No shortage of ink has been spilled over the Beat Generation. Numerous biographies of authors and supporting players, anthologies of correspondence, and most recently, previous incarnations of classic Beat novels now exist. In the last category, there were Howl: Original Draft Facsimile, Transcript & Variant Versions (1985), Naked Lunch: the Restored Text (2001), and On the Road: the Original Scroll (2007). Like other big ideas or big historical events, one has to ask: What more is there to write on this topic? Has the Beat Generation been exhausted? Enter Ronald K.L. Collins and David M. Skover. Collins teaches law at the University of Washington Law School and Skover teaches law at Seattle University. Mania: the story of the outraged and outrageous lives that launched a cultural revolution is the third book they’ve co-authored. Their books focus on the convergence of the arts and free speech. Besides teaching and writing, their commitment to free speech involved both of them spearheading an effort to get Lenny Bruce posthumously pardoned by the state of New York.
On a more personal note, I’m a big fan of the Beat Generation. Today my tastes lean more towards the deadpan humor of William S. Burroughs than the proto-hippie earnestness of Jack Kerouac. I first encountered the Burroughs-Kerouac-Ginsberg triple threat while in high school. I devoured novels and poetry from the Beats pretty steadily throughout high school and as an undergrad in Madison, Wisconsin. The old saw is that one reads either Ayn Rand or J.R.R. Tolkien while in high school. While I’m reluctant to admit it, I did read The Fountainhead senior year, ensorceled by Rand’s hot-house architectural potboiler and her cod-Nietzschean temper tantrums about individuality. Then again, it was high school and I was a pretentious, self-involved teen. The point is, I came to Rand after reading Naked Lunch, On the Road, and “Howl,” along with the works of lesser lights like John Clellon Holmes, Neal Cassady, and Herbert Huncke. Rand represented the literature for the Post-World War 2 generation. Her anarcho-capitalist vision, written like Stalinist-era Socialist Realism with the roles reversed, appealed to the normals in the boardrooms and suburbs of America. The Beats, with their penchant for free jazz, vulgarity, drugs, and unconventional sex, frightened “straight” society. (Pun very much intended.)
Mania explores the impact of the Beat Generation on Ike’s America from the perspective of the arts and free speech. Beginning with Lucien Carr’s murder of David Kammerer in 1944 and ending in the Howl obscenity trial of 1957, Collins and Skover manage to keep the narrative within tight bounds and maintain an overall clarity of an amicus brief. Written in the style of a novel, the book takes us back to the United States of the 1940s and 1950s. This is an America where one could be sent to a mental asylum to have one’s homosexuality “cured” and one could be arrested for selling a book of poetry on charges of obscenity. On the deepest viscera of Real Murrica are these two things seen as mainstream American ideals that need to be preserved. Sanity, like democracy, is a matter of majority rules. The question remains: Who should decide what you can or can’t read? With self-appointed moral guardians becoming more and more scandal-prone, the answer today is pretty obvious.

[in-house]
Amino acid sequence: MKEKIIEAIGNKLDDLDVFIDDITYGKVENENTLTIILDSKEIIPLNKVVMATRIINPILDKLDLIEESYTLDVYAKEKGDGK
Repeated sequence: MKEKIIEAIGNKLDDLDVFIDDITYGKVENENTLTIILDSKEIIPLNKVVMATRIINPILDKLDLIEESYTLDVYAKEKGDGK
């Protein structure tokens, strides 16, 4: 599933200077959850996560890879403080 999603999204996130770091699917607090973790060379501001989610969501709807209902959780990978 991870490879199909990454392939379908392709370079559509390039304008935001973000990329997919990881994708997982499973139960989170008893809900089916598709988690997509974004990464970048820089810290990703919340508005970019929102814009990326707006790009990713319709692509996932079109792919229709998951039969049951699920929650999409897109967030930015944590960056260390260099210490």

The only possible demerit for the book is its novelistic style, but that will depend on the reader’s tastes. I happened to like it, but not everyone will. That is a minor quibble compared to everything else in the book. Collins and Skover map out the free speech issues at stake, including the nebulous concept of “community standards” and the equally nebulous concept of “redeeming social importance.” These are tricky issues to nail down, especially when the defense can drag up four letter words peppering Ginsberg’s poetry and cite those words as evidence of obscenity. In obscenity trials, two straw men get hauled out: the threat to our children and sexual arousal caused by said literature. By today’s permissive standards, it seems patently absurd to arrest anyone for selling a book of poetry.
Today’s alleged permissiveness comes at the cost of an alphabet soup of public and private watchdog bureaucracies. The Motion Picture Association of America (MPAA), the Federal Communications Commission (FCC), the Parents Music Resource Center (PMRC), along with countless groups with the word “family” in their name. While cable TV has either bleeps or hilariously nonsensical edits, CDs have warning labels plastered over them so they look like cigarette packs, and radio-friendly songs mean bleeps and blandness, literature, thanks to the Howl trial escapes unscathed from idiotic things like warning labels and censoring. Mania! is a worthwhile book for those wanting a reader-friendly introduction* to the Beat Generation, their critical importance in the history of literature, and how the Beats became central in First Amendment history.
Out of 10: 8.5
*This is an outstanding book for those curious about the Beats but don’t know where to start. Collins and Skover include a comprehensive bibliography of novels, poetry, biographies, newspaper articles, and academic criticism for the Beats. An added bonus is their reconstruction of Judge Clayton Horn’s decision in People v. Ferlinghetti (1957).